The Canadian Securities Administrators recently suggested changing the way in which corporations are governed. The group, comprised of provincial and territorial securities regulars, proposed moving from a system of rules to one governed by principles, but withdrew the idea after it received criticism. This was the right decision, according to a poll of Canadian CEOs conducted by COMPAS Inc.
Roughly two-thirds of the respondents argued Canada should not move to a system based on principles, and even more said that principles can be vague and difficult to enforce.
The CEOs also weighed on the issue of a national securities regulator, which has met with opposition from provinces such as Quebec and Alberta. An overwhelming majority (86%) said the federal government should go ahead with a national regulator if deemed constitutional by the courts, even if some provinces object.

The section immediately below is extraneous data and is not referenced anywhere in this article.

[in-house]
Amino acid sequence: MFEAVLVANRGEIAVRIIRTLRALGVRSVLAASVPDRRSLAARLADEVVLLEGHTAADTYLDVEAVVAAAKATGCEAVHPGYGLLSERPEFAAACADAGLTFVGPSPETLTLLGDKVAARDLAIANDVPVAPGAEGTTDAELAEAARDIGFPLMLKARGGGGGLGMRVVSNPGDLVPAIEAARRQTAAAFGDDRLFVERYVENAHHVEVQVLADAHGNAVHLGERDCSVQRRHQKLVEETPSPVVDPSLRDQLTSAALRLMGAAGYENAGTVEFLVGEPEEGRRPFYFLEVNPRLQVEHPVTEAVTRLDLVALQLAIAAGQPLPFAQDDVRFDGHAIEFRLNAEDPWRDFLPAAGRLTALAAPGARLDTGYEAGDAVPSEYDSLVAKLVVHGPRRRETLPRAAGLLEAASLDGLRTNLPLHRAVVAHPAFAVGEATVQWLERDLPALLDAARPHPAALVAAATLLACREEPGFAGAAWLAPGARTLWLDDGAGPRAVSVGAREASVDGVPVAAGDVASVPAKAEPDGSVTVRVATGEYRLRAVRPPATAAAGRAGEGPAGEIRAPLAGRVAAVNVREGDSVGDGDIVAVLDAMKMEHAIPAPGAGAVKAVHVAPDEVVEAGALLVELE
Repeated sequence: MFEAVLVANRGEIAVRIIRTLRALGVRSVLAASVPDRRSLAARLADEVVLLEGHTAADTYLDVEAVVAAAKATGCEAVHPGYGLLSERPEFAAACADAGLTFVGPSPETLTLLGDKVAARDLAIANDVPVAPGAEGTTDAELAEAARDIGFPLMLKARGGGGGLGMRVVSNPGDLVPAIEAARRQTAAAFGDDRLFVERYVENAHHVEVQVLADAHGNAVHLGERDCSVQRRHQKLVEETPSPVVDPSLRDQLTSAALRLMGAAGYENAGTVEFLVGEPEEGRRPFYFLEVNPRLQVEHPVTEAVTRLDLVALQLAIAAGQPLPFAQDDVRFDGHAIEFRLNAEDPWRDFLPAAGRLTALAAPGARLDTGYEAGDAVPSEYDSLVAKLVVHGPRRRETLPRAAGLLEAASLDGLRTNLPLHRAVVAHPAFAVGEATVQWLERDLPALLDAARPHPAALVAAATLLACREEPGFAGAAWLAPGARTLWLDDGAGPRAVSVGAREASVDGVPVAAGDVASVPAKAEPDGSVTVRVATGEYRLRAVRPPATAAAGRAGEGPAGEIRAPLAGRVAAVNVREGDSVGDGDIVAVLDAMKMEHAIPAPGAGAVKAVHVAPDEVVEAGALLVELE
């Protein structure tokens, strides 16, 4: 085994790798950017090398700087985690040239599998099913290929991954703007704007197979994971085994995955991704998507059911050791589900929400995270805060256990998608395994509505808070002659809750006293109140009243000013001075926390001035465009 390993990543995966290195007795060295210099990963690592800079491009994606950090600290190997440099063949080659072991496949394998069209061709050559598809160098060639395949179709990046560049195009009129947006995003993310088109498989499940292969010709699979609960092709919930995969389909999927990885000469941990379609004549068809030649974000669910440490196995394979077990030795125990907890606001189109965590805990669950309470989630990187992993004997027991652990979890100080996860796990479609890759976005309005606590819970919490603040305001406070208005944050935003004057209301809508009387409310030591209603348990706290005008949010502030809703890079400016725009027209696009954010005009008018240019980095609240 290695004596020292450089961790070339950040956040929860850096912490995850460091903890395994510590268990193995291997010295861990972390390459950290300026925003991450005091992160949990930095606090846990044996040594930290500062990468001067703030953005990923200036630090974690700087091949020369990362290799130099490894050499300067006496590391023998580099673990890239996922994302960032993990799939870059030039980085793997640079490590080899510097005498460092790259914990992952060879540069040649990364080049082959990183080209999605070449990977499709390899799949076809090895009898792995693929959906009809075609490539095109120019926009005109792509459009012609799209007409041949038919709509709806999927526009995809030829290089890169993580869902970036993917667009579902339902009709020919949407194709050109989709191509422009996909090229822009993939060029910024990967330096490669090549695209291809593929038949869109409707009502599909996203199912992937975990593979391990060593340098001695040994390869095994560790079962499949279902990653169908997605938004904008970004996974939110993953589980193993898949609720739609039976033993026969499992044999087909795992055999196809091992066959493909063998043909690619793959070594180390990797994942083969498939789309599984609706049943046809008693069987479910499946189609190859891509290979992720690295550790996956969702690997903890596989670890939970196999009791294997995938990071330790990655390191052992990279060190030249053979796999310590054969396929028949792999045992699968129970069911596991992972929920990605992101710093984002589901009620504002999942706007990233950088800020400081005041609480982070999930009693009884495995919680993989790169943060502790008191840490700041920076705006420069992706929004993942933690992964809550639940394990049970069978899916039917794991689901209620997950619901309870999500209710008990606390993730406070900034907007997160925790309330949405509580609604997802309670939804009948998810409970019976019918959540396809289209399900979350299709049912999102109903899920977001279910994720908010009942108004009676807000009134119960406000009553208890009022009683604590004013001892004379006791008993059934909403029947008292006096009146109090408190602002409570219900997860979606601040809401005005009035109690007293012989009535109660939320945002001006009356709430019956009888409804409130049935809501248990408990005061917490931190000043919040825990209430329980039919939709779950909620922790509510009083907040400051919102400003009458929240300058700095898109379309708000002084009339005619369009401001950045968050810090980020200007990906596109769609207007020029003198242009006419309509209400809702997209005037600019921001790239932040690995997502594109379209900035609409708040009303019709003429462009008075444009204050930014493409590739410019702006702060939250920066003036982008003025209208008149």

“Having one body instead of the multiple bodies we have now will create a more respected view of oversight,” wrote one respondent, adding it would also “eliminate the need by organizations to comply with the multitude of varying regulations.”
For a province to opt out of a national regulator would have negative implications for businesses, the panelists believe. Approximately two-thirds said any province that refused to participate in a countrywide organization would end up with less money invested in its corporations than if it went along with a national plan.
Despite the desire for a national regulator, the panelists believe our hodgepodge of oversight bodies have actually performed better than the Securities and Exchange Commission in the U.S. The CEOs awarded the latter organization a score of 45 out of 100, while Canada’s regulatory bodies received a score of 57.
“These agencies are only as good as the people they have working for them,” one respondent pointed out. “None of them have been shining lights in the last few years.”